Right around the time DC Comics stopped shrink-wrapping their expensive hardcovers, DC Direct began skimping on their “extras” too. More plastic pieces found their way onto the various busts… And the cool, full-color numbered certificates I mentioned earlier? They disappeared. How much could these certificates have cost to print in China (where the statues and busts were all produced)? Being a full-fledged conspiracy theorist, I immediately took this as a bad sign things were about to go further downhill– fast.

But disappearing certificates were by no means the worst of it. Not by far.

Read what happened next after the jump.

Without any warning whatsoever, the DC Direct statue and bust releases suddenly slowed to a trickle… Then stopped completely. No real reason given– leaving me dumbfounded. By now, I had invested in extra display cases– since my collection had long since spilled out of the first two I had originally purchased. I even made the bone-head decision to mount the near-empty cases on my wall in anticipation of future releases. And now, there was nothing to fill them.

Bottom detail of 2011 Poison Ivy Series 3 Bust. With the old system, you knew exactly what you were getting and how many of each bust were produced. The number was repeated on a sticker on the box and before that, an additional color certificate was also included with each piece.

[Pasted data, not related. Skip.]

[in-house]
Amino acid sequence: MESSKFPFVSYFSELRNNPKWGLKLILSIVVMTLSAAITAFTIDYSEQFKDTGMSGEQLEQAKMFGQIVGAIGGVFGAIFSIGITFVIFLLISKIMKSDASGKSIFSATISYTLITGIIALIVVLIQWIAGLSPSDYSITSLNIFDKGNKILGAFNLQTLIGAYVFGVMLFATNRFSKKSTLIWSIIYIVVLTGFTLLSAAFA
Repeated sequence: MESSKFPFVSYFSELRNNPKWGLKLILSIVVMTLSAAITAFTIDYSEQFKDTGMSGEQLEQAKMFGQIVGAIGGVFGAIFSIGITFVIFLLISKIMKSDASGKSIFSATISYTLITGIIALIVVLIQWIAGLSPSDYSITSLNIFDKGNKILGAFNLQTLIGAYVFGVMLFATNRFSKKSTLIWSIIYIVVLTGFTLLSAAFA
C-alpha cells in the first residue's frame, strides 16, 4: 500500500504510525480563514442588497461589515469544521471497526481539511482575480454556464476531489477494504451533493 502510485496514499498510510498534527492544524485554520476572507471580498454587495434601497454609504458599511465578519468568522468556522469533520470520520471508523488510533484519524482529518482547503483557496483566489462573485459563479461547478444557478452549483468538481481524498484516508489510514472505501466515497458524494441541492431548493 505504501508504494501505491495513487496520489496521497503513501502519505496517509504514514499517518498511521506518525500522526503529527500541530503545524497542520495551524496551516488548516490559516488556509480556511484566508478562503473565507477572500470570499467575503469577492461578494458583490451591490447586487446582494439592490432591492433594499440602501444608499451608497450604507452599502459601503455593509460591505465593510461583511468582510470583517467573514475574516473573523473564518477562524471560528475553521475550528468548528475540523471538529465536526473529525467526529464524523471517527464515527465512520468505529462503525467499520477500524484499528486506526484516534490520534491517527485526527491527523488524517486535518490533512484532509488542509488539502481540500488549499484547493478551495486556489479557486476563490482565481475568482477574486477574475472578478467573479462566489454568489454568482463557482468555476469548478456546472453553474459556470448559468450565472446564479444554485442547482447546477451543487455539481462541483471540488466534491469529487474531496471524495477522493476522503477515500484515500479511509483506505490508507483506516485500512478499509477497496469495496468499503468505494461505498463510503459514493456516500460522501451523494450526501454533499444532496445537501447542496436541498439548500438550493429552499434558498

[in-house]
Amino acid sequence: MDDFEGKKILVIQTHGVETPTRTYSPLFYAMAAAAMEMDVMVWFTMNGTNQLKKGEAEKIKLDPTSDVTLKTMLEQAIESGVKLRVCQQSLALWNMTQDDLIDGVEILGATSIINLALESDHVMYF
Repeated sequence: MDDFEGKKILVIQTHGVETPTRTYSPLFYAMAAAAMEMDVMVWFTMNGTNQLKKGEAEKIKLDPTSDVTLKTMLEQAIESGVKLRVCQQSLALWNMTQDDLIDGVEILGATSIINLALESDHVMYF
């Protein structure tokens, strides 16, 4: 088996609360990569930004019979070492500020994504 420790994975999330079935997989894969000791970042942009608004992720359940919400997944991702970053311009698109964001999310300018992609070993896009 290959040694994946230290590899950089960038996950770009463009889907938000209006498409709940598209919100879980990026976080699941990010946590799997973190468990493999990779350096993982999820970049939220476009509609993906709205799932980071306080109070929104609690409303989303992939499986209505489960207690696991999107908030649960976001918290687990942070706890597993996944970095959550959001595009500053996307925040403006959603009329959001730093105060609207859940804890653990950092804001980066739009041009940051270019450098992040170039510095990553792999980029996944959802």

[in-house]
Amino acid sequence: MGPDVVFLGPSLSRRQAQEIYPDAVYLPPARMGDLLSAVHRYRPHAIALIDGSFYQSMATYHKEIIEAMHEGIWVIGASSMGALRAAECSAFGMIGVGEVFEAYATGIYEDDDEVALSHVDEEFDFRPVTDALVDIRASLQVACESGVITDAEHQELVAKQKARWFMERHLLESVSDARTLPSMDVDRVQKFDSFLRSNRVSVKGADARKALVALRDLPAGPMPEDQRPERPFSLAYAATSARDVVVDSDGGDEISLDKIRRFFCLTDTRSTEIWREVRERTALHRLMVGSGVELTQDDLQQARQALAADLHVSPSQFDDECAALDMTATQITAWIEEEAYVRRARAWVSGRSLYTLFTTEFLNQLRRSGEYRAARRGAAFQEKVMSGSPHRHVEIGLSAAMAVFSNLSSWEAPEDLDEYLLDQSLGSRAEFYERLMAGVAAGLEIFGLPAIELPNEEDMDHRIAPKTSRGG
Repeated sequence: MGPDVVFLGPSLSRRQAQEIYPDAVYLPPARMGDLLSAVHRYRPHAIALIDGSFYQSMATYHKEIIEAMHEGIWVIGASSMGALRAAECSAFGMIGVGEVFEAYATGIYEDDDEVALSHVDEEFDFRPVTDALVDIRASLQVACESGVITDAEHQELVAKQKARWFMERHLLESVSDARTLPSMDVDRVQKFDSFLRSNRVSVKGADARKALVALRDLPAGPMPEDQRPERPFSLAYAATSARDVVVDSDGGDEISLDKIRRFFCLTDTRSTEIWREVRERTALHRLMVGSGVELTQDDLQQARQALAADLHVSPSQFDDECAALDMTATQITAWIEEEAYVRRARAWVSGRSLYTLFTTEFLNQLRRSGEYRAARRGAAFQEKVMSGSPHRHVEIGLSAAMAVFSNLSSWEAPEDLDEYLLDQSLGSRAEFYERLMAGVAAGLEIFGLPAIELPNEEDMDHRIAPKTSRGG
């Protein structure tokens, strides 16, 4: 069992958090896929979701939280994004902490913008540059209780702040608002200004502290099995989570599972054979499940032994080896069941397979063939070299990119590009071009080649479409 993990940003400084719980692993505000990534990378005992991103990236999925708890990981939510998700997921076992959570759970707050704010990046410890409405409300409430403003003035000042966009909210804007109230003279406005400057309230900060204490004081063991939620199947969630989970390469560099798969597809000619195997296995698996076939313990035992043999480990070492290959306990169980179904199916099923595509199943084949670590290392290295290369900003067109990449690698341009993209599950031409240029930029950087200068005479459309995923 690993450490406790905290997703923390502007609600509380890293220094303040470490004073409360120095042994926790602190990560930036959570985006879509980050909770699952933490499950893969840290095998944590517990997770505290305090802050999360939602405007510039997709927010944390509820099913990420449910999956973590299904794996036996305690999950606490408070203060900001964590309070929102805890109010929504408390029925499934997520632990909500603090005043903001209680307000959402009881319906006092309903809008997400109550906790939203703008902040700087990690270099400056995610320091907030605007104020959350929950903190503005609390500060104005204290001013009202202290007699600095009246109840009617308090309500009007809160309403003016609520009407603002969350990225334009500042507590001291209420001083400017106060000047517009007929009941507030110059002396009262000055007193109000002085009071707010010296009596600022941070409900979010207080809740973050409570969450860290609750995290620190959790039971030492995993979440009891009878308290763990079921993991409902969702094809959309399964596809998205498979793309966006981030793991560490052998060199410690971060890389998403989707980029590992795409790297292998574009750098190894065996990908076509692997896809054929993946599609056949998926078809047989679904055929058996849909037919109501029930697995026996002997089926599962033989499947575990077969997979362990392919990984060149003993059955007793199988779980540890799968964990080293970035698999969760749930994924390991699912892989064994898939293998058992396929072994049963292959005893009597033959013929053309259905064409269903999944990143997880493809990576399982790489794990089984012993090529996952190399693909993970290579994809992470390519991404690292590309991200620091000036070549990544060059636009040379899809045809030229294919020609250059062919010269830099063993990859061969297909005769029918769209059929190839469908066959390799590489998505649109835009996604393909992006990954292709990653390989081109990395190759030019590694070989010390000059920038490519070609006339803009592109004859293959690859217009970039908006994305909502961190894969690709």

Then DC redesigned their entire website– making it near impossible to discover what or when any new statues/busts might be released.

Searching the Net weekly finally caused me to discover a few things: A nice looking Gary Frank designed Batman Bust (as if I needed another Batman bust) and a surprise Swamp Thing Bust (which I was actually quite excited about) were announced.

But with the site redesign, DC Direct also changed its name to DC Collectibles… With any “news” shrouded in an artificial atmosphere of hush-hush breathlessness. As you can tell from this DC Press Release masquerading as an “exclusive CBR Interview” with Geoff Johns and DC Collectibles executive Jim Fletcher, very little specifics were forthcoming. The words “cagey” and “vague” don’t even begin to describe their answers… And no new female statues or busts (the linchpin of my proud collection) were even being discussed.

I preordered the Swamp Thing bust anyway. (Even bought an extra one, since I live in earthquake-prone California.) The Batman bust was not distinctly being touted as part of the Heroes of the DC Universe line, so I declined to preorder that… And man, was I ever glad I did. It didn’t take long for me to discover that, moving forward, DC’s new “collectible items” were no longer going to be individually numbered… And the exact numbers of each Statue or Bust’s production run were no longer going to be revealed.

In other words, all of the information that previously identified DC Direct’s products as limited and collectible would be missing from the new DC Collectible offerings.

Bottom of 2012 Swamp Thing Bust. With this NEW system, you have NO IDEA how collectible or limited your “limited edition collectible” truly is.